“Already done.” Wes held out the file for Angel to take, a bemused smile curving his mouth. “Please. Since when do you know me to come unprepared?”
For the first time since finding Dana at the distillery, Angel relaxed enough to chuckle. “I figure one of these days, I’ll catch you out.”
Considering how little time he must have had to pull it together, Wesley’s file on the facility was thick with detail, with several pages of statistics including OSHA reports, personnel details, and tax statements at the top of the sheaf. Angel scanned those quickly, finding nothing unusual enough to make him hesitate, and then flipped back to the more particular account Wes had prepared of the miscellaneous facts that weren’t otherwise documented.
His brows shot up at the first paragraph.
“Buffy went there?” he asked. “When?”
“It was before she moved to Sunnydale,” Wes said. “According to the records, Buffy’s parents admitted her, afraid that she was delusional because she told them she’d seen vampires. She was there for several weeks, actually, before she recanted and the doctors released her back under her parents’ care. I checked the dates. It was right after she was Chosen.”
Wesley’s clarification brought that time period back to Angel in roaring Technicolor. He could still remember seeing Buffy for the first time, remembered how her life and fire had brought fresh meaning to his pitiful existence. But he’d still been a mess then, and with Whistler’s prompting, he’d cleaned himself up, started working out to get back into shape for the fight he knew would be coming. The next time he’d seen Buffy, she was already starting to come into her own as the Slayer. She must have been at the institution in those weeks he was getting his act together.
“I wonder why Buffy would want Dana sent there,” he mused out loud.
“She might not even know.” Rising from his seat, Wes returned to Angel’s side and took the file from his hands, thumbing through several color-coded sheets before settling on a pale yellow page and handing it back. “The connection between the Council and the Watts Institute is hidden quite cleverly. It took us quite a bit of digging to trace it all the way back. And the Council has never taken a particularly active role in its administration. They only acquired it in the late sixties when a Slayer overdosed on hallucinogens and they needed somewhere they could control to treat her in accordance with the courts’ demands.”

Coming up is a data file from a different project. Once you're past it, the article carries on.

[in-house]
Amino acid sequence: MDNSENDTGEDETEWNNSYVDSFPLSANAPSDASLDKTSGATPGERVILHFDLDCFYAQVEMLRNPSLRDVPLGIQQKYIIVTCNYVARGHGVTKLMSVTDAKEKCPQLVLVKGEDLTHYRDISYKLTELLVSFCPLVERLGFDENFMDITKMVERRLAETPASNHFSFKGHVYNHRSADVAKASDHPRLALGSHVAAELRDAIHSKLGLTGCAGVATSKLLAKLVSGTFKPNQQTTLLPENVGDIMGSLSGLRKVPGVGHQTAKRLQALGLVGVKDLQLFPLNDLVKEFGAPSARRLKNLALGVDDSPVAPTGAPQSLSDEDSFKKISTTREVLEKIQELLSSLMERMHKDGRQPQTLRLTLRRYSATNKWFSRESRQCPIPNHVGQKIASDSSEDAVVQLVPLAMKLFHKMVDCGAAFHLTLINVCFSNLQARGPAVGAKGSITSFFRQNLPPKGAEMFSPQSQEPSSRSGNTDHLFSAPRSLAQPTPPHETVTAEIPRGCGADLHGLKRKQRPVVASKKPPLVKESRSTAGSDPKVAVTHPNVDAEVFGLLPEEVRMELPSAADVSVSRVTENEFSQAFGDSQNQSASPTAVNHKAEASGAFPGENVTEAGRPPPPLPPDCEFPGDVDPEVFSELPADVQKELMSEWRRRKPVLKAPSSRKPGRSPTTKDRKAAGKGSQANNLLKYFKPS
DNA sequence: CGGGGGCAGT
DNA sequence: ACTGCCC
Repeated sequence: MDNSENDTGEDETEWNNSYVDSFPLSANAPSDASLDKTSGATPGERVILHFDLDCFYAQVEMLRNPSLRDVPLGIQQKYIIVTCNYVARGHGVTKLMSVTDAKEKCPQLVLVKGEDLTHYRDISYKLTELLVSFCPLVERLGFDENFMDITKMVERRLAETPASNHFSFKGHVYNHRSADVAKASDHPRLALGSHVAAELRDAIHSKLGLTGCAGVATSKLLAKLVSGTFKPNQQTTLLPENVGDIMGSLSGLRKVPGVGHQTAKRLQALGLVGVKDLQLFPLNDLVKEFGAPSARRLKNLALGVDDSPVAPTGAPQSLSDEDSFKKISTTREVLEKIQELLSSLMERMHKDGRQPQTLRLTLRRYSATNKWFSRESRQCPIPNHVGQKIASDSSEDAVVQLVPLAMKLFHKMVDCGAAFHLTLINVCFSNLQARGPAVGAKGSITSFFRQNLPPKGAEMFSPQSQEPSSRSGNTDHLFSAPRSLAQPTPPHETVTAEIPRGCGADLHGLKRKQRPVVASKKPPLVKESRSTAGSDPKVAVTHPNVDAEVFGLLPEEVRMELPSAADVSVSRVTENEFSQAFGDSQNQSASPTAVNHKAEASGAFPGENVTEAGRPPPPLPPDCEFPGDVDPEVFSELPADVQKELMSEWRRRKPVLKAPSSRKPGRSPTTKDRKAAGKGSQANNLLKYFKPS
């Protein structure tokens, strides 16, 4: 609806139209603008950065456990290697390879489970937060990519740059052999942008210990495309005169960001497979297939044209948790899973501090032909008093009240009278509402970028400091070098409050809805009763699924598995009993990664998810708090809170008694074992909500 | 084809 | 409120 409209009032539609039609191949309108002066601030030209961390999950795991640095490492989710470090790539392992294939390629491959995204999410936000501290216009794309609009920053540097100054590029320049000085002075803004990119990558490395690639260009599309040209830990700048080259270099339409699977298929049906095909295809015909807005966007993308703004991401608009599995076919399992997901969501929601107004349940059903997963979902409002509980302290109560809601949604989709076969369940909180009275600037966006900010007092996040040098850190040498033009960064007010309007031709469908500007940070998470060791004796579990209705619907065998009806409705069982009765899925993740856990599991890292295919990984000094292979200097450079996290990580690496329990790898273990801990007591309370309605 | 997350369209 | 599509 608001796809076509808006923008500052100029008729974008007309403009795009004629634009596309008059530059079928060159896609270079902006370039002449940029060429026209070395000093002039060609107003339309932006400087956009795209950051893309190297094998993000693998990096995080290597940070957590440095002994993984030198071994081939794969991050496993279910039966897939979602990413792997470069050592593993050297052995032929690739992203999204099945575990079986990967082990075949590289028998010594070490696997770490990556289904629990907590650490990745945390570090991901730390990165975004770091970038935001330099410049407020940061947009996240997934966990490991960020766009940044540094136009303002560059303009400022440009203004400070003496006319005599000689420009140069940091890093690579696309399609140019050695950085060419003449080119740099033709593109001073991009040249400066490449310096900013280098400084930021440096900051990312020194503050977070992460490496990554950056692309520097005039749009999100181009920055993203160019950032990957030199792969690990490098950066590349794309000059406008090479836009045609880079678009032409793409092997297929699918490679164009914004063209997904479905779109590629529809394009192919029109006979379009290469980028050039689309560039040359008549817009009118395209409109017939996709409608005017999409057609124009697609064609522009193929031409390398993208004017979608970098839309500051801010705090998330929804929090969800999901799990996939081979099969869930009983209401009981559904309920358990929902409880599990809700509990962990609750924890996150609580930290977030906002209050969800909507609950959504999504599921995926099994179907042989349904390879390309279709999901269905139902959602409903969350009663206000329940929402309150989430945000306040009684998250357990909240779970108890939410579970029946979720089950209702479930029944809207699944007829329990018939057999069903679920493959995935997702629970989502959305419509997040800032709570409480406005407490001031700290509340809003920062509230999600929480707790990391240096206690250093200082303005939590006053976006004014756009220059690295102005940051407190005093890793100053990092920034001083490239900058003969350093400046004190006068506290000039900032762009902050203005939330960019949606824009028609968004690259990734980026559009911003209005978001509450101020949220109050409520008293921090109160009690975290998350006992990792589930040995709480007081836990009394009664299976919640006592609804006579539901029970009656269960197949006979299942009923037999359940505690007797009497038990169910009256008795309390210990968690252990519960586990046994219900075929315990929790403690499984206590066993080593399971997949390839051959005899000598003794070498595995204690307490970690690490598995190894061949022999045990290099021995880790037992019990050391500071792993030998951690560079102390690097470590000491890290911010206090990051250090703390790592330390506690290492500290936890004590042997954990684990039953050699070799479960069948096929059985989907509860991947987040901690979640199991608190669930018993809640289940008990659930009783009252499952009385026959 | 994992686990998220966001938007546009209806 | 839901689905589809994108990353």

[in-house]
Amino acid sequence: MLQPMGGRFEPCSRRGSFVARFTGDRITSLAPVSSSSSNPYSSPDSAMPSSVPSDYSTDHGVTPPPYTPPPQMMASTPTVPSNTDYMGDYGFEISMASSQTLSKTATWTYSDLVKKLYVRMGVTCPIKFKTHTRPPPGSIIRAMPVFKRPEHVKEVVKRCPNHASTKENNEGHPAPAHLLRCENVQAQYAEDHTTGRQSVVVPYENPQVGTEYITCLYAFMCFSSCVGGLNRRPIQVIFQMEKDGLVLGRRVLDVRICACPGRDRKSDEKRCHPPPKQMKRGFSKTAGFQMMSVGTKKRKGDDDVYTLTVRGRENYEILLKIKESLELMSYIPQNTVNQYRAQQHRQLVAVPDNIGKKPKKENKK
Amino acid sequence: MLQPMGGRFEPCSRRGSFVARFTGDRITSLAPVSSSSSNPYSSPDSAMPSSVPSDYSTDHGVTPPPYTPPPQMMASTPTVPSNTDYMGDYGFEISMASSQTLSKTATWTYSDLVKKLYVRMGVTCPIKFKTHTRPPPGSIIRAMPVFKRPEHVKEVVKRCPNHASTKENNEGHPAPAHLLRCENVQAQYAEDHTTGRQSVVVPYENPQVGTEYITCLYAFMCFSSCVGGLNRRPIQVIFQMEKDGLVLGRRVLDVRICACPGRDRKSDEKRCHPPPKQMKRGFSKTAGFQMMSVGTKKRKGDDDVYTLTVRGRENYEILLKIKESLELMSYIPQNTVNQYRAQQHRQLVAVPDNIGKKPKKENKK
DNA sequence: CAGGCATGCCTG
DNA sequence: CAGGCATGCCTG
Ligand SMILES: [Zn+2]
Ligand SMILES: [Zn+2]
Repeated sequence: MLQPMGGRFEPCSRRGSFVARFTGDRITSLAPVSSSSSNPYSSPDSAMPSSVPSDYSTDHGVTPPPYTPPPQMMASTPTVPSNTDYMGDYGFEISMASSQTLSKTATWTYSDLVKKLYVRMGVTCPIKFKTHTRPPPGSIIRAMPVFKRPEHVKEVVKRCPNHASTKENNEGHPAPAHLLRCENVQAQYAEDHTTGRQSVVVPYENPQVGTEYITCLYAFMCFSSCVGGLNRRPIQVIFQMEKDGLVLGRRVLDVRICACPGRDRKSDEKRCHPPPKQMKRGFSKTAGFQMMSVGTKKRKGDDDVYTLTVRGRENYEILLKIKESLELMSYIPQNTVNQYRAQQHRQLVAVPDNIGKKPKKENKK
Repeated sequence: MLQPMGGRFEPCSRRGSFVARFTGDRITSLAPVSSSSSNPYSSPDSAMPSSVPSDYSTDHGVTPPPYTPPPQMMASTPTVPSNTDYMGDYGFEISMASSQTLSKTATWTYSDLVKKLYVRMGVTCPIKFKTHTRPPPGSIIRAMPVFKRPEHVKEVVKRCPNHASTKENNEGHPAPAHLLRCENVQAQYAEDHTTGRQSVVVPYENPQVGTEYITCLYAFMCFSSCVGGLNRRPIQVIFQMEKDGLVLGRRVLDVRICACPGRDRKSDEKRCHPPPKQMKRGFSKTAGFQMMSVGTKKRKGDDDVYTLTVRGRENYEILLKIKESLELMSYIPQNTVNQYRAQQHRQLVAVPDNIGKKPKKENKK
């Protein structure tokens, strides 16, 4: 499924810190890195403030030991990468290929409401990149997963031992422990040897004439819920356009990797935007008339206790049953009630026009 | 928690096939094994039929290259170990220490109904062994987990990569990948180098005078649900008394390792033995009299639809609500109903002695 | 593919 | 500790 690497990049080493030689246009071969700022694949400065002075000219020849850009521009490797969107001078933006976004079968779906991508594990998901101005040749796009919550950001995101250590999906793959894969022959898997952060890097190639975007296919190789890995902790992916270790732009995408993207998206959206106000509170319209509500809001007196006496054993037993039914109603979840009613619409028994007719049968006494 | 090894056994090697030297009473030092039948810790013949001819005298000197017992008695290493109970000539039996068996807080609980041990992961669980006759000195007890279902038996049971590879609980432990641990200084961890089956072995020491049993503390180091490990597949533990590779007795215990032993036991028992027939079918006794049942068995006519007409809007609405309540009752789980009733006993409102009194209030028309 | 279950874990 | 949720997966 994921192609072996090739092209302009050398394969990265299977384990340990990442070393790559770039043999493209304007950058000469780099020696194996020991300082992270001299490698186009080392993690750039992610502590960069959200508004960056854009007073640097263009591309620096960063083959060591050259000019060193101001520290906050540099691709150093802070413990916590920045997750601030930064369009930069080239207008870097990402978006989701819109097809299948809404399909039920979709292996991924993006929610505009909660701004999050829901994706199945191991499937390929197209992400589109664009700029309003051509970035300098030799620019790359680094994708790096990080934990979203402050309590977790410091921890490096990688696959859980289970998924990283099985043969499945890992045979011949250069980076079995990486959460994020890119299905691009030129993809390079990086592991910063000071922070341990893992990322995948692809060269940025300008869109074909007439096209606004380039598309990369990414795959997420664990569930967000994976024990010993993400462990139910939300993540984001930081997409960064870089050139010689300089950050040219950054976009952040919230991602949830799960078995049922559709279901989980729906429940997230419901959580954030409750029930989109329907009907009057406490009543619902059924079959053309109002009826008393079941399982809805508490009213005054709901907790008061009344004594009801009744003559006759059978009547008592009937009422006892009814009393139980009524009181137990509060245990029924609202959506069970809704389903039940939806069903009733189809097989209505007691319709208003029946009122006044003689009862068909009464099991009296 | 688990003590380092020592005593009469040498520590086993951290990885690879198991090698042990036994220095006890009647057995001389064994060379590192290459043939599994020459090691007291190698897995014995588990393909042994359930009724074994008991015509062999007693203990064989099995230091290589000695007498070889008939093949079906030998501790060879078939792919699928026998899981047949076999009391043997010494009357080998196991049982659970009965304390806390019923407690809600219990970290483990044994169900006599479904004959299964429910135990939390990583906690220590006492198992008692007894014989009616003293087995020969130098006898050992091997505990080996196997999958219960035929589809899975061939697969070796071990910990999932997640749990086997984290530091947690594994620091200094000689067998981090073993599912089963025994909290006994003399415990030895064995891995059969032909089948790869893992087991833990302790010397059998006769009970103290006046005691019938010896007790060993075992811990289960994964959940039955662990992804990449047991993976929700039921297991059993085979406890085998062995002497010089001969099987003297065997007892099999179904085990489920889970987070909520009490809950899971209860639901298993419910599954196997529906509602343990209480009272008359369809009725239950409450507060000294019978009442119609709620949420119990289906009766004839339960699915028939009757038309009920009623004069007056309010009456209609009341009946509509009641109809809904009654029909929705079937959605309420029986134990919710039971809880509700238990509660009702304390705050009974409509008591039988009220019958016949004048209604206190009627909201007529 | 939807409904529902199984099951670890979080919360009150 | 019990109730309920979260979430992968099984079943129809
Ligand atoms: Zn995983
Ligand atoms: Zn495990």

Angel frowned. “Since when does the Council care about human laws?”
“They don’t,” Wesley agreed, “except when a powerful political figure’s son is killed by a drugged Slayer.” His eyes were solemn. “A political figure with a coterie of Wolfram & Hart attorneys at his beck and call. The Watts Institute saved the Slayer’s life.”
“Until a demon took it away from her,” Angel muttered. Closing the folder, he tossed it onto the table to finish looking at later. His head ached with everything that had happened ever since the whole Dana debacle had started, and it didn’t help that he was feeling more than a little guilty about how it had turned out. Common sense told him that they’d done everything they could, but seeing what Dana had done…
His mouth was grim as he turned back to the window. The doctors had shifted a little bit to allow the shamans room to approach the operating table, but it meant Angel could now see the angry sutures stitching Spike’s forearms back to his body. He supposed it was better than seeing them unattached and lying twenty feet away from Spike’s body, but only mildly.
“Fred assures me they got Spike here in plenty of time,” Wes said softly at Angel’s side. “And Dana’s cuts were clean. With the proper therapy, he’ll regain full feeling and motor control within days.”
“Which means he’s going to be underfoot even more than usual.” Angel sighed. “This day just keeps getting better and better.”
* * *
From the moment the doctors moved away from the operating table to expose their patient, Buffy hadn’t blinked. It had to be faked. There was no way what she was seeing could be real. He was dead. She had been there herself, waiting outside the sinkhole for hours to check for survivors. He had never come out.
She stopped breathing when Wesley said his name.
“Well, shit,” Faith muttered.
It was a sick joke, Buffy decided. That was all. Somewhere, somehow, she’d picked up a new enemy who thought he could get to her by making it look like Spike was alive. It was impressive, yes, but someone hadn’t done their homework. There was no way Angel would ever feel guilty about something bad happening to Spike.
“Dana. That was the psycho Slayer you and Giles sent Andrew after, right?”